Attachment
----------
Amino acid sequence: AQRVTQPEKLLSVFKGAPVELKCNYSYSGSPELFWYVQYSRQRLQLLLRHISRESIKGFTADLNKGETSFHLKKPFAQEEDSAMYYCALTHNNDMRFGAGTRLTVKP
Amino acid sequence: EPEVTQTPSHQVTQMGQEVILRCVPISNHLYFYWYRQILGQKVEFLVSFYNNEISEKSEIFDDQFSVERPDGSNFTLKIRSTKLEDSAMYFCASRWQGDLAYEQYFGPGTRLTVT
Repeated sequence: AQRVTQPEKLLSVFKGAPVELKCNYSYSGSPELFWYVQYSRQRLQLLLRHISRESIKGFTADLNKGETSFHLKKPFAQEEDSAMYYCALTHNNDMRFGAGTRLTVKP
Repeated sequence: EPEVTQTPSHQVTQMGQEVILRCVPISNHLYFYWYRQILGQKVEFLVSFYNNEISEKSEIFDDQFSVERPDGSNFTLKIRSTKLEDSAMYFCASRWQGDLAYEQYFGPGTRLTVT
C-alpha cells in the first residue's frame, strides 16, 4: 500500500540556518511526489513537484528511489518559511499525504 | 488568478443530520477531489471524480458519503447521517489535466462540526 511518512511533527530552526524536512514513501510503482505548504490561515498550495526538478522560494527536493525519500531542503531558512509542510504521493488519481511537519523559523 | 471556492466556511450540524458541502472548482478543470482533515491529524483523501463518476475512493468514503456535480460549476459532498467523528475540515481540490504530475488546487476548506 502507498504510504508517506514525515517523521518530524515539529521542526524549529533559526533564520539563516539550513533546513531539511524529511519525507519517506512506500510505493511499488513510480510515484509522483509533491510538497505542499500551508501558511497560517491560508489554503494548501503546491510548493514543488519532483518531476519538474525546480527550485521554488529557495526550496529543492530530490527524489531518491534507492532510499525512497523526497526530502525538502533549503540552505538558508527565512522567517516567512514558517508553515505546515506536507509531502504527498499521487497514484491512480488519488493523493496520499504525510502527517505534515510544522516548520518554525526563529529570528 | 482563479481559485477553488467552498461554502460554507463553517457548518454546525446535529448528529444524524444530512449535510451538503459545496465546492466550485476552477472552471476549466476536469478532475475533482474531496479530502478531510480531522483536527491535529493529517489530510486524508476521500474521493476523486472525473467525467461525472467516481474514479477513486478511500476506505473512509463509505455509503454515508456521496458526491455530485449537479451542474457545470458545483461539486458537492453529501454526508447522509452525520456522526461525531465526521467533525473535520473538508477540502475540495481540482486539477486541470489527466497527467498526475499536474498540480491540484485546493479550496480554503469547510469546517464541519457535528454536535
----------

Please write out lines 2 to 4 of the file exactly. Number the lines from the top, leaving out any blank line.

Amino acid sequence: EPEVTQTPSHQVTQMGQEVILRCVPISNHLYFYWYRQILGQKVEFLVSFYNNEISEKSEIFDDQFSVERPDGSNFTLKIRSTKLEDSAMYFCASRWQGDLAYEQYFGPGTRLTVT
Repeated sequence: AQRVTQPEKLLSVFKGAPVELKCNYSYSGSPELFWYVQYSRQRLQLLLRHISRESIKGFTADLNKGETSFHLKKPFAQEEDSAMYYCALTHNNDMRFGAGTRLTVKP
Repeated sequence: EPEVTQTPSHQVTQMGQEVILRCVPISNHLYFYWYRQILGQKVEFLVSFYNNEISEKSEIFDDQFSVERPDGSNFTLKIRSTKLEDSAMYFCASRWQGDLAYEQYFGPGTRLTVT